CALGARY-The Western Hockey League and the Orange Shirt Society announced a new partnership on Thursday with initiatives to recognize and commemorate the legacy of residential schools.
The WHL says its commissioned a special WHL Truth and Reconciliation logo, designed by Metis artist Kim Vizi-Carmen of Pinerock Graphics that will be worn as a helmet decal by all WHL players and officials from Friday through to Oct. 9.
“This partnership will help raise awareness and education about the impacts of residential schools,” said Phyllis Webstad, founder of Orange Shirt Day and Ambassador for the Orange Shirt Society.
“It is also building a bridge and creating relationships between the WHL and Indigenous communities, an important step toward reconciliation.”
The WHL Truth and Reconciliation logo features the WHL logo anchored by the traditional Medicine Wheel, which represents the four directions of North, East, South, and West. Those four directions are also representative of spirituality in its various forms, mental, emotional, and physical; as well as elders, parents, youth, and children.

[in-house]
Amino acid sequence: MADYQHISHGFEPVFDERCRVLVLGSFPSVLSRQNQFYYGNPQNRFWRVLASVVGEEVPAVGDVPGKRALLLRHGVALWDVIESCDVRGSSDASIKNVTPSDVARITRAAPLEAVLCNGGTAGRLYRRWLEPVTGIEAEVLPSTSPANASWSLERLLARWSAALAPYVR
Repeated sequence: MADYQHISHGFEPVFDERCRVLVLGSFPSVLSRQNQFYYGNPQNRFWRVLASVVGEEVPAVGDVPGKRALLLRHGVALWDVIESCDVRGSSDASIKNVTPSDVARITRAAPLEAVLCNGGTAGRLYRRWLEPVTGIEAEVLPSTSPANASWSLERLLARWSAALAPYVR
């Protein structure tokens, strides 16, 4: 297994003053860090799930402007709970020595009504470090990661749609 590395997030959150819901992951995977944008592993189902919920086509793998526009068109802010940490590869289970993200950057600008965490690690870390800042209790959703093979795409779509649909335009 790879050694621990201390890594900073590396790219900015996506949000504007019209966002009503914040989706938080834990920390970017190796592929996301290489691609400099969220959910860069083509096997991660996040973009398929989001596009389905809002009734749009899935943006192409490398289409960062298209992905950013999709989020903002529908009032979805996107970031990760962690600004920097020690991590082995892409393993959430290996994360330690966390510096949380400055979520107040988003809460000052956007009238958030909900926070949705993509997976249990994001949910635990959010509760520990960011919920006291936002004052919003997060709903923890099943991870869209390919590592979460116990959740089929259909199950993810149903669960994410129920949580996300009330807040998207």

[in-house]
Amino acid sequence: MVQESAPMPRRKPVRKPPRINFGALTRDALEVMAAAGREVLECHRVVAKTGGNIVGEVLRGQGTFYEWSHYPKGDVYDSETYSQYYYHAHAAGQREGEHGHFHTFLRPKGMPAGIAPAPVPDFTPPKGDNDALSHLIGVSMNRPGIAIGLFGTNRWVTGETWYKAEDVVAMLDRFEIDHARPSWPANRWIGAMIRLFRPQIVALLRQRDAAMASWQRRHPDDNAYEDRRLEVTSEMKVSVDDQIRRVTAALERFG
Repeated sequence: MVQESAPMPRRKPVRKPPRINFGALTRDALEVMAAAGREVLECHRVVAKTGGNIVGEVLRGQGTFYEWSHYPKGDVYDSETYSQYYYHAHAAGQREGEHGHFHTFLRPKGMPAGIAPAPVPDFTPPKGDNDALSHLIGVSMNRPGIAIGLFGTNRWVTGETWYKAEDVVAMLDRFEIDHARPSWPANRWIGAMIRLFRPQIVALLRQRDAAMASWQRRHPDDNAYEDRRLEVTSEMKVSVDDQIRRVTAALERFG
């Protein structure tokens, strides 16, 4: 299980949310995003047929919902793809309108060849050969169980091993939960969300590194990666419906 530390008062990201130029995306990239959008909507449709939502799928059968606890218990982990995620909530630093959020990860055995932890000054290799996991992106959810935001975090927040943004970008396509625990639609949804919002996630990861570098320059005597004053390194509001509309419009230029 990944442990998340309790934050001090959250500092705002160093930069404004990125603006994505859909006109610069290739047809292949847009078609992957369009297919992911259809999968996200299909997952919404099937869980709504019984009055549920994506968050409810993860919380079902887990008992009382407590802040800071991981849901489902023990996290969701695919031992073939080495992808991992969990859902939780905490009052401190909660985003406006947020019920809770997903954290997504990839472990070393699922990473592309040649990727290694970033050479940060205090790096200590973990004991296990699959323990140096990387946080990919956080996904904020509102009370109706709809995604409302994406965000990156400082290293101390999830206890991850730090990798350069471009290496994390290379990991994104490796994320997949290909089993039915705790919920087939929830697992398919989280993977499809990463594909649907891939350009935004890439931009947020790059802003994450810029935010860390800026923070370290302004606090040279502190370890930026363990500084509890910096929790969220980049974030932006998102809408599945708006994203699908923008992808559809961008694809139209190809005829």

There are also four stars across the top of the logo, which represent the four major junior hockey league’s four divisions, East, Central, B.C. and U.S., along with the players and talent of the WHL.
The top of the WHL Truth and Reconciliation logo features two feathers representing honesty, truth and wisdom. At the base of the logo are antlers representing courage and strength. Where the antlers meet one will find the sun and the moon. The inclusion of the sun brings warmth, healing, and peace, while the moon serves as our protector, guardian spirit, and transformation.
“In support of the WHL’s ongoing commitment to National Day for Truth and Reconciliation, I am proud to share this visual image for the helmet decal,” said Vizi-Carmen. “The image is meant to honour survivors and communities by incorporating meaningful elements that represent the land, the strength of its peoples, and the greater spirit within us all.”
The WHL said it will also participate in the Orange Jersey Project in February.
That initiative was created by the Orange Shirt Society and it aims to use the power of sport to educate young athletes about the history of the Indian Residential school system and strengthening the path toward truth and reconciliation with Indigenous Peoples.
This report by The Canadian Press was first published Sept. 29, 2022.